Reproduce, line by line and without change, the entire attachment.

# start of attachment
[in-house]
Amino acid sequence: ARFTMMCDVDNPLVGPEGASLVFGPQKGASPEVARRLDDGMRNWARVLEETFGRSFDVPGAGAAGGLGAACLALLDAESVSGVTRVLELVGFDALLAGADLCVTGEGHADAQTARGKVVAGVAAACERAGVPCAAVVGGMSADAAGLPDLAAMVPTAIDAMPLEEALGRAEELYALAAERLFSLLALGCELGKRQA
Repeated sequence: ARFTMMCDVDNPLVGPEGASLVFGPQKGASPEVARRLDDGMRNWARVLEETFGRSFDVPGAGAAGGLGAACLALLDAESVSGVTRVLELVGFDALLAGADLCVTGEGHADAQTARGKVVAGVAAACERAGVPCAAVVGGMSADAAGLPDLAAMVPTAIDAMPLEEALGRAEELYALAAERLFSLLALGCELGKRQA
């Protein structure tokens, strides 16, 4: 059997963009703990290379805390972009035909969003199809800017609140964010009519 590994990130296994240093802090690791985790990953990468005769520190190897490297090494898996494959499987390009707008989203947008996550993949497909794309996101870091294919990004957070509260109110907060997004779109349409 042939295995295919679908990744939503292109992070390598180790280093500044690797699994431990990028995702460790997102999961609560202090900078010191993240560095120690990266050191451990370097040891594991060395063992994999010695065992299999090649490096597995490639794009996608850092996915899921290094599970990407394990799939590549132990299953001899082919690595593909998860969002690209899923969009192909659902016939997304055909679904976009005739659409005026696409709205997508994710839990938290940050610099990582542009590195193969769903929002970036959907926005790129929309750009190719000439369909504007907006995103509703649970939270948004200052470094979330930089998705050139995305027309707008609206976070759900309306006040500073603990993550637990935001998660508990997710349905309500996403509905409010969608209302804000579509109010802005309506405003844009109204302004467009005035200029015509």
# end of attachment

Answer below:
[in-house]
Amino acid sequence: ARFTMMCDVDNPLVGPEGASLVFGPQKGASPEVARRLDDGMRNWARVLEETFGRSFDVPGAGAAGGLGAACLALLDAESVSGVTRVLELVGFDALLAGADLCVTGEGHADAQTARGKVVAGVAAACERAGVPCAAVVGGMSADAAGLPDLAAMVPTAIDAMPLEEALGRAEELYALAAERLFSLLALGCELGKRQA
Repeated sequence: ARFTMMCDVDNPLVGPEGASLVFGPQKGASPEVARRLDDGMRNWARVLEETFGRSFDVPGAGAAGGLGAACLALLDAESVSGVTRVLELVGFDALLAGADLCVTGEGHADAQTARGKVVAGVAAACERAGVPCAAVVGGMSADAAGLPDLAAMVPTAIDAMPLEEALGRAEELYALAAERLFSLLALGCELGKRQA
């Protein structure tokens, strides 16, 4: 059997963009703990290379805390972009035909969003199809800017609140964010009519 590994990130296994240093802090690791985790990953990468005769520190190897490297090494898996494959499987390009707008989203947008996550993949497909794309996101870091294919990004957070509260109110907060997004779109349409 042939295995295919679908990744939503292109992070390598180790280093500044690797699994431990990028995702460790997102999961609560202090900078010191993240560095120690990266050191451990370097040891594991060395063992994999010695065992299999090649490096597995490639794009996608850092996915899921290094599970990407394990799939590549132990299953001899082919690595593909998860969002690209899923969009192909659902016939997304055909679904976009005739659409005026696409709205997508994710839990938290940050610099990582542009590195193969769903929002970036959907926005790129929309750009190719000439369909504007907006995103509703649970939270948004200052470094979330930089998705050139995305027309707008609206976070759900309306006040500073603990993550637990935001998660508990997710349905309500996403509905409010969608209302804000579509109010802005309506405003844009109204302004467009005035200029015509």